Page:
Wir Lieben Israel!

Leo Sucharewicz likes Israel. A lot. And he wants others to join in his enthusiasm for the Jewish State.

By LESLIE SHACHTER
May 2, 2006 10:09
2 minute read.
german clown 88 298

german clown 88 298. (photo credit: Courtesy Photo )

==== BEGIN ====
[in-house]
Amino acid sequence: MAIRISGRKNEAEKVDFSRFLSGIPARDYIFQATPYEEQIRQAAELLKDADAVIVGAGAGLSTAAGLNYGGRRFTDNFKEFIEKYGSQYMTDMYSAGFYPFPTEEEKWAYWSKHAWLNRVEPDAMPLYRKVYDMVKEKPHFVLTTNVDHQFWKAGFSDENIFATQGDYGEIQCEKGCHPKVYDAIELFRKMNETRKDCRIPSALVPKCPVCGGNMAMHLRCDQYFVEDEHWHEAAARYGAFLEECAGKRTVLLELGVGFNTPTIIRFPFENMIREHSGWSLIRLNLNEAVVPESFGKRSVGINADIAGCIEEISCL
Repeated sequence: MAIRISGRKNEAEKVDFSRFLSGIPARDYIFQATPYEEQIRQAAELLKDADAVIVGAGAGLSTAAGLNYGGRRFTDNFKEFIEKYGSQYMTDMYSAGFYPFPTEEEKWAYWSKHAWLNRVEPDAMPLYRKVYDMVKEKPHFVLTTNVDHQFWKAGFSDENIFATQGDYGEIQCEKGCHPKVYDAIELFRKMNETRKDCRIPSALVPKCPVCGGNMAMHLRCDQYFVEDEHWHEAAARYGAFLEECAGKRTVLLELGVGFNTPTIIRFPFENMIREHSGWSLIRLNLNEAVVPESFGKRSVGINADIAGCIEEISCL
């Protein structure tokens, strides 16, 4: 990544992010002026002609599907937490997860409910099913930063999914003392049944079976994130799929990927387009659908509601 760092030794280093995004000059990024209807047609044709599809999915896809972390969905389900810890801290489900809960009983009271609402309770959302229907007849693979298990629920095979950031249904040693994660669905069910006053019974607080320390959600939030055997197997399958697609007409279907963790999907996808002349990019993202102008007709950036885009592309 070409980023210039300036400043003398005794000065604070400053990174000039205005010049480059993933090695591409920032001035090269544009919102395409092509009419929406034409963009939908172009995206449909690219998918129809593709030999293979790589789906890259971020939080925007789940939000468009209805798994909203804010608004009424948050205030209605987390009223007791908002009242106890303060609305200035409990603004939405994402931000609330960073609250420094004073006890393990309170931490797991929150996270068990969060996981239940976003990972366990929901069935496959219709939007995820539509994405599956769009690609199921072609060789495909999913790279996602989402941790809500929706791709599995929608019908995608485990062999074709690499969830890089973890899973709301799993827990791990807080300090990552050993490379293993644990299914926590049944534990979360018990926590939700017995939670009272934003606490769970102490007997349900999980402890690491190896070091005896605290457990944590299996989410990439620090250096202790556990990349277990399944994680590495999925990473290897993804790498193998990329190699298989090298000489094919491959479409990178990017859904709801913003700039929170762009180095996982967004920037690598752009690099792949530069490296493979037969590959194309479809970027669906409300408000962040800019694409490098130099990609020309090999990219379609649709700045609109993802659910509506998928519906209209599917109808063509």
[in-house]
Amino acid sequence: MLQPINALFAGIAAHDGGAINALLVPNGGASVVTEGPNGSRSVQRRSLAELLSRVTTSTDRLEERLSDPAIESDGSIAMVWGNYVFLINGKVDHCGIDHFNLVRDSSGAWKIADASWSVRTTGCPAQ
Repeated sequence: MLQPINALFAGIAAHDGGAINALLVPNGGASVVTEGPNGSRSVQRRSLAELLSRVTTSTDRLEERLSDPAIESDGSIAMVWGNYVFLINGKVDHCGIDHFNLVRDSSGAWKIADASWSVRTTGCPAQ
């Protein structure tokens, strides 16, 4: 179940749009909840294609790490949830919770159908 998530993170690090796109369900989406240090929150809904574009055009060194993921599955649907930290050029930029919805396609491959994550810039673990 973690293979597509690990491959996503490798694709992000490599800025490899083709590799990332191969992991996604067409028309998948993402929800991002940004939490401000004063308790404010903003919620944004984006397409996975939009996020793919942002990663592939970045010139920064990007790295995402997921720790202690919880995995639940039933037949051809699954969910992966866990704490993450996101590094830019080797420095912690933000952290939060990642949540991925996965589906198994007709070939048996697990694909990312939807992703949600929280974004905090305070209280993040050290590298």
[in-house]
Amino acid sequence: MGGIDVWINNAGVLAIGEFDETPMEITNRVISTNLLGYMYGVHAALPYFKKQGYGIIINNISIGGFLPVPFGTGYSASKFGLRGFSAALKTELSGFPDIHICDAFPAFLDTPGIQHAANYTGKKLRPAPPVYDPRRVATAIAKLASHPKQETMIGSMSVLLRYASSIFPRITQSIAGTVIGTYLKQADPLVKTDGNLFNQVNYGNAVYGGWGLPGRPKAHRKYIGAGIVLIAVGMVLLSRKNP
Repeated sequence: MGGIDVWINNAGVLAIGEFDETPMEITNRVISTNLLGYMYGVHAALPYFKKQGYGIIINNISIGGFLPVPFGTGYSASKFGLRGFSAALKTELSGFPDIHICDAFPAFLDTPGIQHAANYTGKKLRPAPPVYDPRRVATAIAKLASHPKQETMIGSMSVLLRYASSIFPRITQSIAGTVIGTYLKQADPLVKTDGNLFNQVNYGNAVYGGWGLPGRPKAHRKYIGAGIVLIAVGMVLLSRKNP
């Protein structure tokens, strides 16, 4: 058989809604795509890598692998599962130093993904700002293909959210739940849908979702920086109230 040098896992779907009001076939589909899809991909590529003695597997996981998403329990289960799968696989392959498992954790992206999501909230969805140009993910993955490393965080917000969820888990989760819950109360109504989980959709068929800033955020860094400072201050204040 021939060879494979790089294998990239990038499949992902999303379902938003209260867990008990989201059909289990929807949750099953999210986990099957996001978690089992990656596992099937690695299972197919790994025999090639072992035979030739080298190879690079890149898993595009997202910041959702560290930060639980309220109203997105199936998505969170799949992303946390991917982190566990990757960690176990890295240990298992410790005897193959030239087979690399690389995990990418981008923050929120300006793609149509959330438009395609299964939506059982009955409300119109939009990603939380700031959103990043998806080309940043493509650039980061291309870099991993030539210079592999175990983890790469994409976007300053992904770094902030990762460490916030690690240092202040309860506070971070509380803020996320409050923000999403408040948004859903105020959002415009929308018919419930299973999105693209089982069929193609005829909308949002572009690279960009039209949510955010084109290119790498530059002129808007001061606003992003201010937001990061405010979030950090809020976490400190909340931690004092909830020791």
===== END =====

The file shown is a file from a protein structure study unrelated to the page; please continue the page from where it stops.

Leo Sucharewicz likes Israel. A lot. And he wants others to join in his enthusiasm for the Jewish State. For the past four years Sucharewicz, a communications psychologist, together with his colleagues who work under the name 'I Like Israel', have been promoting Israel and Israeli interests all over Germany. "Our target is to bring one million people into the street in Germany for Yom Ha'atzmaut," states Sucharewicz, "[in order] to protect Israel with a very powerful demonstration, to improve its image, to bring more tourists, to defend Israel with one million flags. Israel is not alone, Europe is behind her." Working diligently to create global consciousness about Yom Ha'atzmaut - Israeli Independence Day, Sucharewicz managed to bring 50,000 Germans together in 20 different cities last year. This year they hope to double the number of participants to 100,000. What began in Munich as a way to promote Israel's hasbara (PR) efforts in Germany, Sucharewicz and his team of Jewish professionals in marketing and project management developed a 'strategic concept' with Israel Day ceremonies at its core. This year their unique campaign, which takes place on May 4, will stretch to 44 cities across Germany including Munich as well as Berlin, Dusseldorf, Hamburg, Koln and Frankfurt. And, for the first time, the event will also be held in 10 additional cities outside Germany including Vienna, Zurich, Basel, Copenhagen and Miami. "At exactly six in the evening, there will be a countdown and two things will happen," explains Sucharewicz. "Each city will be linked via a special network so that everything happens simultaneously. "The public will sing the Stevie Wonder version of Happy Birthday together and they will also release blue and white balloons into the air." The biggest celebration will be in Dusseldorf, where the Jewish community graciously donated a lump sum of 10,000 Euros towards the event. "In Berlin mayor Wowereit will address the crowd along with Israeli ambassador Shlomo Stein." Several political dignitaries will be in attendance and most cities' processions will be lead by their respective mayors. The 'I Like Israel' campaign shows no signs of slowing down as preparations are already in the works for 2007. London, Paris and Stockholm are among several major European capitals slated for next year's event. "According to our forecast," predicts Sucharewicz, "in 2010, there will be 200 cities worldwide celebrating with us, including Tokyo as well as cities in the new EU countries including Warsaw, Bucharest, Budapest and Prague." "We almost initiated an Israeli Independence Day celebration in Ulan Bator, the capital of Mongolia!" And how is Sucharewicz and his crew of media experts able to fund such a grand project? "We are financing everything out of our pockets," says Sucharewicz, who volunteers his time to work on the event. He has not received any support from the Israeli government in spite of his efforts to promote Israel. Still, Sucharewicz is persistent and has hope for the future. With over 180 organizations taking part in the event, Sucharewicz sees a convergence of opposing parties, all united in their support for Israel. "You can see youth organizations from the Conservative party working in harmony with their Social-Democrat party counterparts, something which is very unusual." "Nothing like this has ever happened in Germany before," confesses Sucharewicz. "We've succeeded in launching an ideological bridge between regular German citizens and Israel. We must defend Europe's democracy, humanism and freedom and this movement must begin from Israel."


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